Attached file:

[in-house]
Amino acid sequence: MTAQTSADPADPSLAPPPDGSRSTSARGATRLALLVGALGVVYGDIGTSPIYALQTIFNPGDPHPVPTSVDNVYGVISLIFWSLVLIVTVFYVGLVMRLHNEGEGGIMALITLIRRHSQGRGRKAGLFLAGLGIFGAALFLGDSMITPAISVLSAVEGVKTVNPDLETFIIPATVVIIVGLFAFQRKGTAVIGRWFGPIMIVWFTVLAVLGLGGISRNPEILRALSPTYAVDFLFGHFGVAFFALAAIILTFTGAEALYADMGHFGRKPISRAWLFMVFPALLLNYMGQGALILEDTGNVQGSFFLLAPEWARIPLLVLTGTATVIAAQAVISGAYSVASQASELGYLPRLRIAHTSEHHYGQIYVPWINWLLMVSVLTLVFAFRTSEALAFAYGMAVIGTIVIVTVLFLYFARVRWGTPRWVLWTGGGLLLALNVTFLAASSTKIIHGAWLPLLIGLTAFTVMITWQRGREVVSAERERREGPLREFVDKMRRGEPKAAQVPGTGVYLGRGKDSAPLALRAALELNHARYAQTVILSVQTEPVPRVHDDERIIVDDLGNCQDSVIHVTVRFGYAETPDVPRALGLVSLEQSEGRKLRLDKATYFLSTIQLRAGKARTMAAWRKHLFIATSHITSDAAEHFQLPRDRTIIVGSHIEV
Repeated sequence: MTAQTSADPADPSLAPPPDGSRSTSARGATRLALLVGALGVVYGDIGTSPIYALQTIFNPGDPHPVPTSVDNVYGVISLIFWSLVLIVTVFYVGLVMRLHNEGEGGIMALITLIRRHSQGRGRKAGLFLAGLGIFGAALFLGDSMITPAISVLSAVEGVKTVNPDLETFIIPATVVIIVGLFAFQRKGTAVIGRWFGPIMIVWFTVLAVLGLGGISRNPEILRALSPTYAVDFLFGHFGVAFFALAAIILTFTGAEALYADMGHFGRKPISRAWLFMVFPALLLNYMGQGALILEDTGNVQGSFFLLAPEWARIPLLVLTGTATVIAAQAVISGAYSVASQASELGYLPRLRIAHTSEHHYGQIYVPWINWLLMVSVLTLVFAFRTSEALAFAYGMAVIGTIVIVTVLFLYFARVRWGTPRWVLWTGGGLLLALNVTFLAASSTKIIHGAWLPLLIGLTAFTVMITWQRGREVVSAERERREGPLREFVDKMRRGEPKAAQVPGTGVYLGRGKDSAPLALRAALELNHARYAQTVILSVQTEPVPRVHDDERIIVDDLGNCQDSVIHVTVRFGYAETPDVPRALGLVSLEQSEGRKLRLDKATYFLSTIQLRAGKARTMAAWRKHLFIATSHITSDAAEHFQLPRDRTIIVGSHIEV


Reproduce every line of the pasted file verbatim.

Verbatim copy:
[in-house]
Amino acid sequence: MTAQTSADPADPSLAPPPDGSRSTSARGATRLALLVGALGVVYGDIGTSPIYALQTIFNPGDPHPVPTSVDNVYGVISLIFWSLVLIVTVFYVGLVMRLHNEGEGGIMALITLIRRHSQGRGRKAGLFLAGLGIFGAALFLGDSMITPAISVLSAVEGVKTVNPDLETFIIPATVVIIVGLFAFQRKGTAVIGRWFGPIMIVWFTVLAVLGLGGISRNPEILRALSPTYAVDFLFGHFGVAFFALAAIILTFTGAEALYADMGHFGRKPISRAWLFMVFPALLLNYMGQGALILEDTGNVQGSFFLLAPEWARIPLLVLTGTATVIAAQAVISGAYSVASQASELGYLPRLRIAHTSEHHYGQIYVPWINWLLMVSVLTLVFAFRTSEALAFAYGMAVIGTIVIVTVLFLYFARVRWGTPRWVLWTGGGLLLALNVTFLAASSTKIIHGAWLPLLIGLTAFTVMITWQRGREVVSAERERREGPLREFVDKMRRGEPKAAQVPGTGVYLGRGKDSAPLALRAALELNHARYAQTVILSVQTEPVPRVHDDERIIVDDLGNCQDSVIHVTVRFGYAETPDVPRALGLVSLEQSEGRKLRLDKATYFLSTIQLRAGKARTMAAWRKHLFIATSHITSDAAEHFQLPRDRTIIVGSHIEV
Repeated sequence: MTAQTSADPADPSLAPPPDGSRSTSARGATRLALLVGALGVVYGDIGTSPIYALQTIFNPGDPHPVPTSVDNVYGVISLIFWSLVLIVTVFYVGLVMRLHNEGEGGIMALITLIRRHSQGRGRKAGLFLAGLGIFGAALFLGDSMITPAISVLSAVEGVKTVNPDLETFIIPATVVIIVGLFAFQRKGTAVIGRWFGPIMIVWFTVLAVLGLGGISRNPEILRALSPTYAVDFLFGHFGVAFFALAAIILTFTGAEALYADMGHFGRKPISRAWLFMVFPALLLNYMGQGALILEDTGNVQGSFFLLAPEWARIPLLVLTGTATVIAAQAVISGAYSVASQASELGYLPRLRIAHTSEHHYGQIYVPWINWLLMVSVLTLVFAFRTSEALAFAYGMAVIGTIVIVTVLFLYFARVRWGTPRWVLWTGGGLLLALNVTFLAASSTKIIHGAWLPLLIGLTAFTVMITWQRGREVVSAERERREGPLREFVDKMRRGEPKAAQVPGTGVYLGRGKDSAPLALRAALELNHARYAQTVILSVQTEPVPRVHDDERIIVDDLGNCQDSVIHVTVRFGYAETPDVPRALGLVSLEQSEGRKLRLDKATYFLSTIQLRAGKARTMAAWRKHLFIATSHITSDAAEHFQLPRDRTIIVGSHIEV